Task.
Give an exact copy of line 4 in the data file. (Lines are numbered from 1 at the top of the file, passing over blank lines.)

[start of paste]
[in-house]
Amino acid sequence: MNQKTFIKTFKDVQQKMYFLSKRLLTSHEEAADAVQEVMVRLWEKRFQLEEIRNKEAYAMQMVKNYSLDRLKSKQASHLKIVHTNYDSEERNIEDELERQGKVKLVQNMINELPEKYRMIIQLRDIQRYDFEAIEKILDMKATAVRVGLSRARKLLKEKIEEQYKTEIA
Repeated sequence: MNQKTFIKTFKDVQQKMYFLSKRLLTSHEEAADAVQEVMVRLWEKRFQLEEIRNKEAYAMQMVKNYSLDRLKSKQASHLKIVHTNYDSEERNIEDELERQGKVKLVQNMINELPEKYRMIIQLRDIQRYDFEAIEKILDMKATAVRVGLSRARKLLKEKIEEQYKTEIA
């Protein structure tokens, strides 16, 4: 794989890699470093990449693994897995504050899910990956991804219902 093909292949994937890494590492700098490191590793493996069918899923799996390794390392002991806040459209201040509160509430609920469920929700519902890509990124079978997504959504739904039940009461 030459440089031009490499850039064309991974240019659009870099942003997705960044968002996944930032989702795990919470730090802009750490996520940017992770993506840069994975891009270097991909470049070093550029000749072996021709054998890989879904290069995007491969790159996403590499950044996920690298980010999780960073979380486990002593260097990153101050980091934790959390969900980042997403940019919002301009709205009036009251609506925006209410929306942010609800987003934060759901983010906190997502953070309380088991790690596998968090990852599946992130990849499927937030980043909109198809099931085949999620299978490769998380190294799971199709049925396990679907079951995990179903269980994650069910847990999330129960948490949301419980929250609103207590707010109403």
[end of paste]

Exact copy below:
């Protein structure tokens, strides 16, 4: 794989890699470093990449693994897995504050899910990956991804219902 093909292949994937890494590492700098490191590793493996069918899923799996390794390392002991806040459209201040509160509430609920469920929700519902890509990124079978997504959504739904039940009461 030459440089031009490499850039064309991974240019659009870099942003997705960044968002996944930032989702795990919470730090802009750490996520940017992770993506840069994975891009270097991909470049070093550029000749072996021709054998890989879904290069995007491969790159996403590499950044996920690298980010999780960073979380486990002593260097990153101050980091934790959390969900980042997403940019919002301009709205009036009251609506925006209410929306942010609800987003934060759901983010906190997502953070309380088991790690596998968090990852599946992130990849499927937030980043909109198809099931085949999620299978490769998380190294799971199709049925396990679907079951995990179903269980994650069910847990999330129960948490949301419980929250609103207590707010109403």